He composed his first pieces when he was 5, and by the age of 17 he had written a string quartet. His well-to-do and artistic family encouraged him to play chamber music at home. Eventually he was sent to study under Paul Hindemith at the Berliner Hochschule für Musik. He emigrated to England in 1934 to escape the Nazis.
Once in England, he furthered his studies under Ralph Vaughan Williams at the Royal College of Music, eventually becoming a professor at the Royal Northern College of Music (then the Royal Academy of Music) in Manchester. He later became Visiting Professor of Composition at Boston University. He composed several chamber and piano works, as well as a number of concertos - most notoriously the Concerto Popolare composed for Gerard Hoffnung's first music festival in 1956. The premise behind Concerto Popolare is that the orchestra believes it is playing the Tchaikovsky piano concerto, but the pianist (in the premiere, the renowned actress Yvonne Arnaud) believes she is playing the Grieg piano concerto. A musical pitched battle ensues, dragging in other themes (notably from Rhapsody in Blue and the music-hall song Roll out the barrel).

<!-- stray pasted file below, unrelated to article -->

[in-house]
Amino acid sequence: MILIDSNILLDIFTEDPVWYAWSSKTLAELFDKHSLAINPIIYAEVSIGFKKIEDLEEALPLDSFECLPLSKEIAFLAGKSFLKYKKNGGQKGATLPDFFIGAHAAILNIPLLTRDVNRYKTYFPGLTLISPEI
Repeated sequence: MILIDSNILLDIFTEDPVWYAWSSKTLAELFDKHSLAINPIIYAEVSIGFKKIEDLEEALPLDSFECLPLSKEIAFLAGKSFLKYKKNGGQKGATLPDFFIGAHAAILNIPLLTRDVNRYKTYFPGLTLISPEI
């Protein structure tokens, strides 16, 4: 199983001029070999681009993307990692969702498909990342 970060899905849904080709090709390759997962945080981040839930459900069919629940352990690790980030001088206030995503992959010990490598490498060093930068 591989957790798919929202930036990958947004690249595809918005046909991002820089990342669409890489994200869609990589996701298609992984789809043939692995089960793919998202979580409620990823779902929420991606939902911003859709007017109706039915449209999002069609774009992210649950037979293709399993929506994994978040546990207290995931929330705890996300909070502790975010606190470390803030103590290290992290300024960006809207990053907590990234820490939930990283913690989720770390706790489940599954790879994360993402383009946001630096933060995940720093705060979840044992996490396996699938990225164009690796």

Also popular was his set of Variations on the Lambeth Walk (a popular song of the 1930s), for solo piano, each variation being a pastiche of the style of a major classical composer. The composers pastiched are Chopin, Verdi, Beethoven, Mozart, Schubert, Wagner and Liszt. Reizenstein is also noted for his lavish orchestral score to Hammer Studios' 1959 horror film The Mummy. Read more on Last.fm. User-contributed text is available under the Creative Commons By-SA License; additional terms may apply..
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